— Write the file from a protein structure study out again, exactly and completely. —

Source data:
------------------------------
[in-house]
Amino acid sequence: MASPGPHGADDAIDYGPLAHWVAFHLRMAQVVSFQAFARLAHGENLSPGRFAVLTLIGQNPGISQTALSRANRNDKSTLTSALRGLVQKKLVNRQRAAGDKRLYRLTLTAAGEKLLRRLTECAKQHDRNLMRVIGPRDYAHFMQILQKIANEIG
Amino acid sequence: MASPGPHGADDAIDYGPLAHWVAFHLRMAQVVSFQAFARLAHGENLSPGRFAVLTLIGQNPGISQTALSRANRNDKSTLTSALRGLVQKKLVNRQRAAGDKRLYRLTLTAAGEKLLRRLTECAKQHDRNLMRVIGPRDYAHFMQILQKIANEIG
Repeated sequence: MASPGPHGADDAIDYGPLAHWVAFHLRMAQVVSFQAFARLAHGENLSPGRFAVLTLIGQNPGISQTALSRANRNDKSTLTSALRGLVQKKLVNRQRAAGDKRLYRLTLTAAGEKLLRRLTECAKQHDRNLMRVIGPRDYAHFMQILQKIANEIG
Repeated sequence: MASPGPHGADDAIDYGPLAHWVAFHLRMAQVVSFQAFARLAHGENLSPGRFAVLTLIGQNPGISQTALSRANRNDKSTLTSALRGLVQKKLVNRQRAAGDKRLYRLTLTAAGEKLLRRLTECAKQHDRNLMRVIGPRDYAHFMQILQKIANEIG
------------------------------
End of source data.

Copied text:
[in-house]
Amino acid sequence: MASPGPHGADDAIDYGPLAHWVAFHLRMAQVVSFQAFARLAHGENLSPGRFAVLTLIGQNPGISQTALSRANRNDKSTLTSALRGLVQKKLVNRQRAAGDKRLYRLTLTAAGEKLLRRLTECAKQHDRNLMRVIGPRDYAHFMQILQKIANEIG
Amino acid sequence: MASPGPHGADDAIDYGPLAHWVAFHLRMAQVVSFQAFARLAHGENLSPGRFAVLTLIGQNPGISQTALSRANRNDKSTLTSALRGLVQKKLVNRQRAAGDKRLYRLTLTAAGEKLLRRLTECAKQHDRNLMRVIGPRDYAHFMQILQKIANEIG
Repeated sequence: MASPGPHGADDAIDYGPLAHWVAFHLRMAQVVSFQAFARLAHGENLSPGRFAVLTLIGQNPGISQTALSRANRNDKSTLTSALRGLVQKKLVNRQRAAGDKRLYRLTLTAAGEKLLRRLTECAKQHDRNLMRVIGPRDYAHFMQILQKIANEIG
Repeated sequence: MASPGPHGADDAIDYGPLAHWVAFHLRMAQVVSFQAFARLAHGENLSPGRFAVLTLIGQNPGISQTALSRANRNDKSTLTSALRGLVQKKLVNRQRAAGDKRLYRLTLTAAGEKLLRRLTECAKQHDRNLMRVIGPRDYAHFMQILQKIANEIG